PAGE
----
State’s Final Campaign Spending Disclosures Incomplete

The Secretary of State's office did not have any records of State Representative Matt Ubelhor's campaign spending, among others.

money

Photo: 401K 2012 (Flickr)

Nearly $100,000 was on the wrong side of the ledger.

The Indiana Secretary of State’s Office has posted the final round of financial disclosures for candidates running in next week’s election. But as candidates look to see what various warchests hold, some information is still incomplete.

Until a couple days ago, State Representative Matt Ubelhor’s page showed he had not spent a dime on his re-election bid.

“It was far more than interesting – certainly it looked totally off-kilter.”

Ubelhor says the nearly $100,000 the Secretary of State’s site showed in his account should have appeared on the other side of the ledger – as money he’s spent on yard signs, media spots and other campaign expenses.

He says he had to file an amendment to his final financial statement, in part because his new campaign finance manager did not know some of the procedures the state requires for disclosing donations and expenditures.

“I don’t know that it’s anybody’s fault.  I sure wouldn’t blame the election division nor anyone that’s out there trying to get that done because it is somewhat confusing.”

What’s more, Ubelhor’s opponent, Jeff Sparks, says he was not watching the site to learn what his opponent had banked, because he knew he’d be outspent.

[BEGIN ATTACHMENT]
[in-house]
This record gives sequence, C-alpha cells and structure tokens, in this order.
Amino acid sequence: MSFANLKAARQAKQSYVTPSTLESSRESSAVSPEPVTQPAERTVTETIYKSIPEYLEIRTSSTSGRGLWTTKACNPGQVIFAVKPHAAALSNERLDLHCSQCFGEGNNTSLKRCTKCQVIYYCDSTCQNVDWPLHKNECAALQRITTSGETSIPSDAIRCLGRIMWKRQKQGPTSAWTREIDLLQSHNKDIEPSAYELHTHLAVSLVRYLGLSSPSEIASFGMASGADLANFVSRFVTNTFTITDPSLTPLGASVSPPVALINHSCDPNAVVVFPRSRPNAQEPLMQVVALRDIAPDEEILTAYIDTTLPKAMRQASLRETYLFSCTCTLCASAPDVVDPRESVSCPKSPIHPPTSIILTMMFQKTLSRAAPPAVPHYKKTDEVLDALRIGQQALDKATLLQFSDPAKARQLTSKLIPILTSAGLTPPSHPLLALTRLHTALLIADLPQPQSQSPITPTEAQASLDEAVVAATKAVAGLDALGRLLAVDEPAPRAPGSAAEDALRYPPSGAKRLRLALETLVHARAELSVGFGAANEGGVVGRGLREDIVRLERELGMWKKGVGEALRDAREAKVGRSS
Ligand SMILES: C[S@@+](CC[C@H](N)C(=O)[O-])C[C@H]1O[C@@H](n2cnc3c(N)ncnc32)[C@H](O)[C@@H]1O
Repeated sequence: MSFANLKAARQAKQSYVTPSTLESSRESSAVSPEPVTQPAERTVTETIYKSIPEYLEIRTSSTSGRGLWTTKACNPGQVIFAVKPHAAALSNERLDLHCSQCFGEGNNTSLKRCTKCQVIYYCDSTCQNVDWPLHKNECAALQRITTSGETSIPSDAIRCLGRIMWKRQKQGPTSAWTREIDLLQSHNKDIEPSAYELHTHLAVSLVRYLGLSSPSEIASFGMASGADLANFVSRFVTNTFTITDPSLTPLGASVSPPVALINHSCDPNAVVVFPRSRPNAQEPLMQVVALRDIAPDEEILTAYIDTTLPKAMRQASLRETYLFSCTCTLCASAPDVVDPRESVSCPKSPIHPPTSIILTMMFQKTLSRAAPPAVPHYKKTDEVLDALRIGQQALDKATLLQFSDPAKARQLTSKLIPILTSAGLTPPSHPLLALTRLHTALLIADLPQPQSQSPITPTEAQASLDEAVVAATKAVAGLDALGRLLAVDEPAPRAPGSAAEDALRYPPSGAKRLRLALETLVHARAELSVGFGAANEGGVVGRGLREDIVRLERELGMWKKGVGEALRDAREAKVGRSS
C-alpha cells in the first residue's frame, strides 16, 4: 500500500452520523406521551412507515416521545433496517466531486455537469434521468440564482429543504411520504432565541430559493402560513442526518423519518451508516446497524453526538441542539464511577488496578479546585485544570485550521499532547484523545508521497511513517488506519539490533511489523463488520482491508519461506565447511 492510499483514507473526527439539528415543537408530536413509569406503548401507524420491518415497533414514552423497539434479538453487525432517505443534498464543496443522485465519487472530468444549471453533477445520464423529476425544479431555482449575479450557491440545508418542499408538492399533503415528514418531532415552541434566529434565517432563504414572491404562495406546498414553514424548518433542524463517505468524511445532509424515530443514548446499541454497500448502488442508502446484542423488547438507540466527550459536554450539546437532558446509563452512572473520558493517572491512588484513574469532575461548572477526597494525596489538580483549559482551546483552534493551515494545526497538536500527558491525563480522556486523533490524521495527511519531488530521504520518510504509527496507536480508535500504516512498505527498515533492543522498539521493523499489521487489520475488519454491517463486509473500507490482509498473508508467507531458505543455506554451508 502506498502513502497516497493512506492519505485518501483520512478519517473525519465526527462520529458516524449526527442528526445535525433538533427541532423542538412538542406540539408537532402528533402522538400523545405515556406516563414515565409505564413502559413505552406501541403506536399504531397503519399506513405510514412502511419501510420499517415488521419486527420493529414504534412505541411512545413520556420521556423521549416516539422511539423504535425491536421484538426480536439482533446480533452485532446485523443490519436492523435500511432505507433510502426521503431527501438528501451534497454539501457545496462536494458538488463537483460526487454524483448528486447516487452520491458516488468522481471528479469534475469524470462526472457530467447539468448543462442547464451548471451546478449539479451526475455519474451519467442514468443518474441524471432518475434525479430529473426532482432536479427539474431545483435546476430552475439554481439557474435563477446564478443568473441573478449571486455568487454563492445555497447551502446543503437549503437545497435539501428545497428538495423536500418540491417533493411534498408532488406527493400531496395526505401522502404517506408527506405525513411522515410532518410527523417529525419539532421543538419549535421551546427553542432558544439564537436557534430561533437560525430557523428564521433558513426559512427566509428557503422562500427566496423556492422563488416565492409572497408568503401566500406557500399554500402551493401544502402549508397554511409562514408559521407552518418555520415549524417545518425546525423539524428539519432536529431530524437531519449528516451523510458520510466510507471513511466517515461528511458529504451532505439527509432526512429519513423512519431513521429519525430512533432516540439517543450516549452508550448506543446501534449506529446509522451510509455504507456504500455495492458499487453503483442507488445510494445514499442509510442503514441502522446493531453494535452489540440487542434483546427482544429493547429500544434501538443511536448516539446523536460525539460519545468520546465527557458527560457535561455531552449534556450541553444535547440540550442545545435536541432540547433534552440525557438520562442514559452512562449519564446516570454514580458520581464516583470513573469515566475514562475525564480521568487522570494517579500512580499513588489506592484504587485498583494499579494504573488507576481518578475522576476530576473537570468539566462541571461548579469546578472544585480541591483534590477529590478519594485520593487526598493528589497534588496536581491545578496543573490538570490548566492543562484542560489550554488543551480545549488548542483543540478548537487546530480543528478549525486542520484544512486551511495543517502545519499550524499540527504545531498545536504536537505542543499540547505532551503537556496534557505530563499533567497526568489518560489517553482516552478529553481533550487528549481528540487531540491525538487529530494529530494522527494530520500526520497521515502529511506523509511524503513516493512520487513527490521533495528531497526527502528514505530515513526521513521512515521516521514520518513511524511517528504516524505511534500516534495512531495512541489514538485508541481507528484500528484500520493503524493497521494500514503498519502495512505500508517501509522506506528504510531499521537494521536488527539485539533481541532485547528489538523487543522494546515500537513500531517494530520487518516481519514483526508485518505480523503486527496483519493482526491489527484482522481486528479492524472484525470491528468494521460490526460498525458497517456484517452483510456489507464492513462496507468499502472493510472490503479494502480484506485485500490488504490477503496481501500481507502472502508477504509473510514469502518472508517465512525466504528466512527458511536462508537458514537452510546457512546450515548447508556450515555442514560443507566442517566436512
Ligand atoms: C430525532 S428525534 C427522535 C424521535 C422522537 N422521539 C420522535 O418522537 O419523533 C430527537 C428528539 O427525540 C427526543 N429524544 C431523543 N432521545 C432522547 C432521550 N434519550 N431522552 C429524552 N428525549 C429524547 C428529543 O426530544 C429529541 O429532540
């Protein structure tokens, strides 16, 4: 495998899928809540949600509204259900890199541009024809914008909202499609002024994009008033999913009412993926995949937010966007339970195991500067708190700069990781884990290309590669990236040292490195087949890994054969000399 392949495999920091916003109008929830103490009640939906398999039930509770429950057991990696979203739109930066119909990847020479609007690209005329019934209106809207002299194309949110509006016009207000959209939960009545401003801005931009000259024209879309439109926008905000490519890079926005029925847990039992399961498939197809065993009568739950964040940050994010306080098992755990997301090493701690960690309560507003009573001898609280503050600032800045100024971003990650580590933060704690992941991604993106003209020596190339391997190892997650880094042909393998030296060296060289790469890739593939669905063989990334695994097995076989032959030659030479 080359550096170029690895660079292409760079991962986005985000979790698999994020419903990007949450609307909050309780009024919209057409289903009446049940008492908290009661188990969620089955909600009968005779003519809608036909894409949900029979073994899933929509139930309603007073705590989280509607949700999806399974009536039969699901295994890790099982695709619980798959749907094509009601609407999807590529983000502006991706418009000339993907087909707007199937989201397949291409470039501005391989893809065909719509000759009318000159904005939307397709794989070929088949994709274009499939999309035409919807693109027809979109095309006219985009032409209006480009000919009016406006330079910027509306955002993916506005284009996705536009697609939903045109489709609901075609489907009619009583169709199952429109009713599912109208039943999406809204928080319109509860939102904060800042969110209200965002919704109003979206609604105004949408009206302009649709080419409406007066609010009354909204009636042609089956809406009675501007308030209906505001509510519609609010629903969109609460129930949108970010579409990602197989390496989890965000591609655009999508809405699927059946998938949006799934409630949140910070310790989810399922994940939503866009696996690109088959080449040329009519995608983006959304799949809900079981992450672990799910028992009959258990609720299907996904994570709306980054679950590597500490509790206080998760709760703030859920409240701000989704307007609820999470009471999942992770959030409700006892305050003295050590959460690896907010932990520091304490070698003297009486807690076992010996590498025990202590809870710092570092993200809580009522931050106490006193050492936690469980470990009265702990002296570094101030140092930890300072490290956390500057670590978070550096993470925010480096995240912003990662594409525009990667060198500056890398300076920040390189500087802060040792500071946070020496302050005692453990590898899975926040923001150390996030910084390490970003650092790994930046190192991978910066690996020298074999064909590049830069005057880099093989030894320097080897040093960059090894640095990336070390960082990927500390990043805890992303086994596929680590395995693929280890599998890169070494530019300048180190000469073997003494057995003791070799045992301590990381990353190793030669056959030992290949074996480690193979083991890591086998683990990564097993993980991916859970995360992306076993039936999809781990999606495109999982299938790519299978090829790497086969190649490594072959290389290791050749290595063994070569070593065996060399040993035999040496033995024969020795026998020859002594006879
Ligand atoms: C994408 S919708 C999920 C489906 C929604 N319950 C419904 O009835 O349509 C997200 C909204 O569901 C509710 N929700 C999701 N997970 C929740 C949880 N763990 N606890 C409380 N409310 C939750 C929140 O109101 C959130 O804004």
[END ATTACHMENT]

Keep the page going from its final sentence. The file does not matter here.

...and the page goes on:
“We didn’t care what he spent,” Sparks says. “We worked from our side.  We weren’t going to match it, so it really didn’t matter to us.”

And, as Sparks predicted, the incumbent Republican has outraised him by a factor of more than five-to-one.

Stan Jastrzebski

WFIU/WTIU News Senior Editor Stan Jastrzebski spent time as a reporter with WGN Radio in Chicago and as an editor at Network Indiana, an Indianapolis news service. Stan is the winner of awards from the Associated Press, the RTDNA, the Indiana Broadcasters Association and the Society of Professional Journalists. He hosts WFIU's Ask the Mayor and anchors WTIU's InFocus.

View all posts by this author »

What is RSS? RSS makes it possible to subscribe to a website's updates instead of visiting it by delivering new posts to your RSS reader automatically. Choose to receive some or all of the updates from Indiana Public Media News:

Support For Indiana Public Media Comes From

Search News

Stay Connected

RSS e-mail itunes Facebook Twitter Flickr YouTube

Follow us on Twitter

What is RSS? RSS makes it possible to subscribe to a website's updates instead of visiting it by delivering new posts to your RSS reader automatically. Choose to receive some or all of the updates from Indiana Public Media News:

Recent Politics Stories

Recent Videos

Find Us on Facebook